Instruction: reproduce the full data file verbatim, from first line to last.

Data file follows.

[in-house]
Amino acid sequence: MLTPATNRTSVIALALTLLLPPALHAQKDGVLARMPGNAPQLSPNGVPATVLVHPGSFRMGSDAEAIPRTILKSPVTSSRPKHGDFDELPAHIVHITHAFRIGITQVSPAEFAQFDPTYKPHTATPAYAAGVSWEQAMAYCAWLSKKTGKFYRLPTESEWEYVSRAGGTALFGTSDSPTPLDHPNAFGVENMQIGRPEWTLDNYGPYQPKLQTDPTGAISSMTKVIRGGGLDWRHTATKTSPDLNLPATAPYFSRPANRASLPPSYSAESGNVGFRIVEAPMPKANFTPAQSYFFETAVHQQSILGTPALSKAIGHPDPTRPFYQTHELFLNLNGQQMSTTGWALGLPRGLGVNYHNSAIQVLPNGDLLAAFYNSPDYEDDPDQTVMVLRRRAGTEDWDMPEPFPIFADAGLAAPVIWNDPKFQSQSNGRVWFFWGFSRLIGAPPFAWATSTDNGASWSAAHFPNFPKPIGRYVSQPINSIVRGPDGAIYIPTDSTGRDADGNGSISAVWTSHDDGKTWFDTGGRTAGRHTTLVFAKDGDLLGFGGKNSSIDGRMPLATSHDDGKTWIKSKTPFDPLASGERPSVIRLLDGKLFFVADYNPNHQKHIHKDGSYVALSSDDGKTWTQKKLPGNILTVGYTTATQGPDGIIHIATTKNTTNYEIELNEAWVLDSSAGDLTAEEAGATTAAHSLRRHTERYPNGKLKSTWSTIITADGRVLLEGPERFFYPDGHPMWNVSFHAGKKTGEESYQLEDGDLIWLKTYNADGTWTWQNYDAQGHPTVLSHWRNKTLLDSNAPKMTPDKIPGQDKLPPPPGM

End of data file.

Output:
[in-house]
Amino acid sequence: MLTPATNRTSVIALALTLLLPPALHAQKDGVLARMPGNAPQLSPNGVPATVLVHPGSFRMGSDAEAIPRTILKSPVTSSRPKHGDFDELPAHIVHITHAFRIGITQVSPAEFAQFDPTYKPHTATPAYAAGVSWEQAMAYCAWLSKKTGKFYRLPTESEWEYVSRAGGTALFGTSDSPTPLDHPNAFGVENMQIGRPEWTLDNYGPYQPKLQTDPTGAISSMTKVIRGGGLDWRHTATKTSPDLNLPATAPYFSRPANRASLPPSYSAESGNVGFRIVEAPMPKANFTPAQSYFFETAVHQQSILGTPALSKAIGHPDPTRPFYQTHELFLNLNGQQMSTTGWALGLPRGLGVNYHNSAIQVLPNGDLLAAFYNSPDYEDDPDQTVMVLRRRAGTEDWDMPEPFPIFADAGLAAPVIWNDPKFQSQSNGRVWFFWGFSRLIGAPPFAWATSTDNGASWSAAHFPNFPKPIGRYVSQPINSIVRGPDGAIYIPTDSTGRDADGNGSISAVWTSHDDGKTWFDTGGRTAGRHTTLVFAKDGDLLGFGGKNSSIDGRMPLATSHDDGKTWIKSKTPFDPLASGERPSVIRLLDGKLFFVADYNPNHQKHIHKDGSYVALSSDDGKTWTQKKLPGNILTVGYTTATQGPDGIIHIATTKNTTNYEIELNEAWVLDSSAGDLTAEEAGATTAAHSLRRHTERYPNGKLKSTWSTIITADGRVLLEGPERFFYPDGHPMWNVSFHAGKKTGEESYQLEDGDLIWLKTYNADGTWTWQNYDAQGHPTVLSHWRNKTLLDSNAPKMTPDKIPGQDKLPPPPGM